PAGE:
(79) Weiss, T.G. (in Human Rights Review 2005) p.285 There is little research focusing on the internally displaced. "Among the topics scrutinized in books, documents and articles, one has been short changed: internally displaced people. This case study investigates the plight of internally displaced Children in Hatcliffe Extension (Zimbabwe) with the hope of contributing to the literature on the plight of the internally displaced, particularly children. Data was collected using the semi- structured interview and the non-participant observation. The research was conducted against the backdrop of the Zimbabwean Laws and Policies pertaining to children, the international instruments relating to internally displaced people and those relating to children in particular. The findings of the study are that the children's rights are grossly violated--the right to housing, the right to health and the right to education. The government of Zimbabwe is in contravention of its own laws and policies as well as international treaties.

(80) Guiding Principles on Internally Displaced Persons, 1998. Internally displaced persons are those who have been forced or obliged to flee or to leave their homes in order to avoid the effects of armed conflict, situations of generalized violence, violations of human rights or natural or human-made disasters, and who have not crossed an internationally recognized border. (

(81) Kachere P, Writing for the Sunday Mail Zimbabwe August 22, 2010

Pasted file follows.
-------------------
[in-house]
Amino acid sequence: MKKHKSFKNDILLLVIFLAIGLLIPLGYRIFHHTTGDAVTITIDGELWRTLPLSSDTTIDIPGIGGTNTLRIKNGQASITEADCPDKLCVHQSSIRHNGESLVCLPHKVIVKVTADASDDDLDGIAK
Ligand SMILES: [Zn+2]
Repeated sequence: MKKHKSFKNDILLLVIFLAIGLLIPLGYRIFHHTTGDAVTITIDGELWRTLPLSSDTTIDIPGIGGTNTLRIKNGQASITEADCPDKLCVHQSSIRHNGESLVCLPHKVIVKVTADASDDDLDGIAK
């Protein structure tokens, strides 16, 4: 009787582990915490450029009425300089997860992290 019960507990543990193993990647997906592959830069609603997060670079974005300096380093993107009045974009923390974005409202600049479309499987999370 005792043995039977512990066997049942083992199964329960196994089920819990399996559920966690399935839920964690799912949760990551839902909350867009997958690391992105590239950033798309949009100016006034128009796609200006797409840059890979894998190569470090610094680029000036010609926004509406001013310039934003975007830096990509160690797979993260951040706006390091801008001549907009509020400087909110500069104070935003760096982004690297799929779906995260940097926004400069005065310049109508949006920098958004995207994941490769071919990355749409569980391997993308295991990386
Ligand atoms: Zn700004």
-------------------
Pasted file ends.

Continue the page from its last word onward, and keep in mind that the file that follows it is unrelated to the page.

(82) Id. Regarding the situation in Hatcliffe Extension, Kachere (2010), writing in the Sunday Mail Zimbabwe observes: Although the government has tried to formalize the settlement and given some of the tenants leases, the residents still live in squalor as the untarred dirt roads become too dusty during the dry season and too muddy and impassable during the rainy season. With no running water, electricity, proper sanitation, residents accuse politicians of cashing in on their plight with empty promises of improved infrastructure and sanitation. Like in any difficult situation such as, armed conflict, civil strife, natural or man-made disasters, it is the most vulnerable groups that suffer the most--the women and children. Several factors make the situation in Zimbabwe challenging or even dire for these groups. First, the internal displacement crisis in Zimbabwe is hidden from the outside world. "Zimbabwe does not have any of the outward signs of other large displacement crises, such as camps for internally displaced persons [except for a few]; the crisis is to a large extent hidden" (IDMC 2008, p.5). As a result, there are no official government statistics relating to these displaced populations. Equally disturbing, no agency has been able to conduct a comprehensive survey of displacement in the whole country to determine the number of internally displaced persons. Consequently, the magnitude of the crisis remains unknown. Second, all the internal displacements, are a direct result of government policies. Mindful of this observation, it is not surprising that the government has consistently failed to acknowledge both the reality of internal displacement and that its policies have caused massive internal displacements. In fact, in Zimbabwe, this issue is so sensitive that displaced populations in Zimbabwe are referred to as 'mobile vulnerable populations" (The many faces of displacement in Zimbabwe. Geneva: Internal Displacement Monitoring Center 2008 p.4) Meredith, J Mugabe: power, plunder, and the struggle for Zimbabwe. (Johannesburg: Jonathan Ball 2008)